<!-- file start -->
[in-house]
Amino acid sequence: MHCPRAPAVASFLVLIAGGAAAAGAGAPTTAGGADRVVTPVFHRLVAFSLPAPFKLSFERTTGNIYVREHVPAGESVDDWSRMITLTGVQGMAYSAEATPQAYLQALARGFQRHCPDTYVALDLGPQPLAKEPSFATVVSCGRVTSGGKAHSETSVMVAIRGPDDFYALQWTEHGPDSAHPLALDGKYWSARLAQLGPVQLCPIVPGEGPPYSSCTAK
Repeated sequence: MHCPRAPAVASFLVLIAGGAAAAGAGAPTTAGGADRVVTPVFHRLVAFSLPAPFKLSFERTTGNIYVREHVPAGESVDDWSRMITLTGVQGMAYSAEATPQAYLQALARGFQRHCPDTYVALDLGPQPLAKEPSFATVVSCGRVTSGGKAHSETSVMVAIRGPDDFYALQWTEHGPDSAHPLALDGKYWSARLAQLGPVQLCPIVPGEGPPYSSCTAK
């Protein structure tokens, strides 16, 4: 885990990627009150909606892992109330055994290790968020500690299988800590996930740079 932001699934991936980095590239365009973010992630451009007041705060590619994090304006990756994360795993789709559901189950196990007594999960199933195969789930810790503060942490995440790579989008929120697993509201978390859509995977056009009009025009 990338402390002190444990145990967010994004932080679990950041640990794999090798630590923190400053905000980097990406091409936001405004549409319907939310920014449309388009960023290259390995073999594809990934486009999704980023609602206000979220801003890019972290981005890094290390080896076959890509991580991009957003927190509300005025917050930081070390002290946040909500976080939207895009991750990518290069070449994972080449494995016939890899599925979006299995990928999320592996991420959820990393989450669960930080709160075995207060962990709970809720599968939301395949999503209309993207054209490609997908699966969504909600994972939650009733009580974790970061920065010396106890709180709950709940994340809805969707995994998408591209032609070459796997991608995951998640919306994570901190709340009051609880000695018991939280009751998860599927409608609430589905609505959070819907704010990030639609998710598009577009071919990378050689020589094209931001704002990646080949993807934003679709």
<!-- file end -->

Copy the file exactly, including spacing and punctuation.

[in-house]
Amino acid sequence: MHCPRAPAVASFLVLIAGGAAAAGAGAPTTAGGADRVVTPVFHRLVAFSLPAPFKLSFERTTGNIYVREHVPAGESVDDWSRMITLTGVQGMAYSAEATPQAYLQALARGFQRHCPDTYVALDLGPQPLAKEPSFATVVSCGRVTSGGKAHSETSVMVAIRGPDDFYALQWTEHGPDSAHPLALDGKYWSARLAQLGPVQLCPIVPGEGPPYSSCTAK
Repeated sequence: MHCPRAPAVASFLVLIAGGAAAAGAGAPTTAGGADRVVTPVFHRLVAFSLPAPFKLSFERTTGNIYVREHVPAGESVDDWSRMITLTGVQGMAYSAEATPQAYLQALARGFQRHCPDTYVALDLGPQPLAKEPSFATVVSCGRVTSGGKAHSETSVMVAIRGPDDFYALQWTEHGPDSAHPLALDGKYWSARLAQLGPVQLCPIVPGEGPPYSSCTAK
């Protein structure tokens, strides 16, 4: 885990990627009150909606892992109330055994290790968020500690299988800590996930740079 932001699934991936980095590239365009973010992630451009007041705060590619994090304006990756994360795993789709559901189950196990007594999960199933195969789930810790503060942490995440790579989008929120697993509201978390859509995977056009009009025009 990338402390002190444990145990967010994004932080679990950041640990794999090798630590923190400053905000980097990406091409936001405004549409319907939310920014449309388009960023290259390995073999594809990934486009999704980023609602206000979220801003890019972290981005890094290390080896076959890509991580991009957003927190509300005025917050930081070390002290946040909500976080939207895009991750990518290069070449994972080449494995016939890899599925979006299995990928999320592996991420959820990393989450669960930080709160075995207060962990709970809720599968939301395949999503209309993207054209490609997908699966969504909600994972939650009733009580974790970061920065010396106890709180709950709940994340809805969707995994998408591209032609070459796997991608995951998640919306994570901190709340009051609880000695018991939280009751998860599927409608609430589905609505959070819907704010990030639609998710598009577009071919990378050689020589094209931001704002990646080949993807934003679709």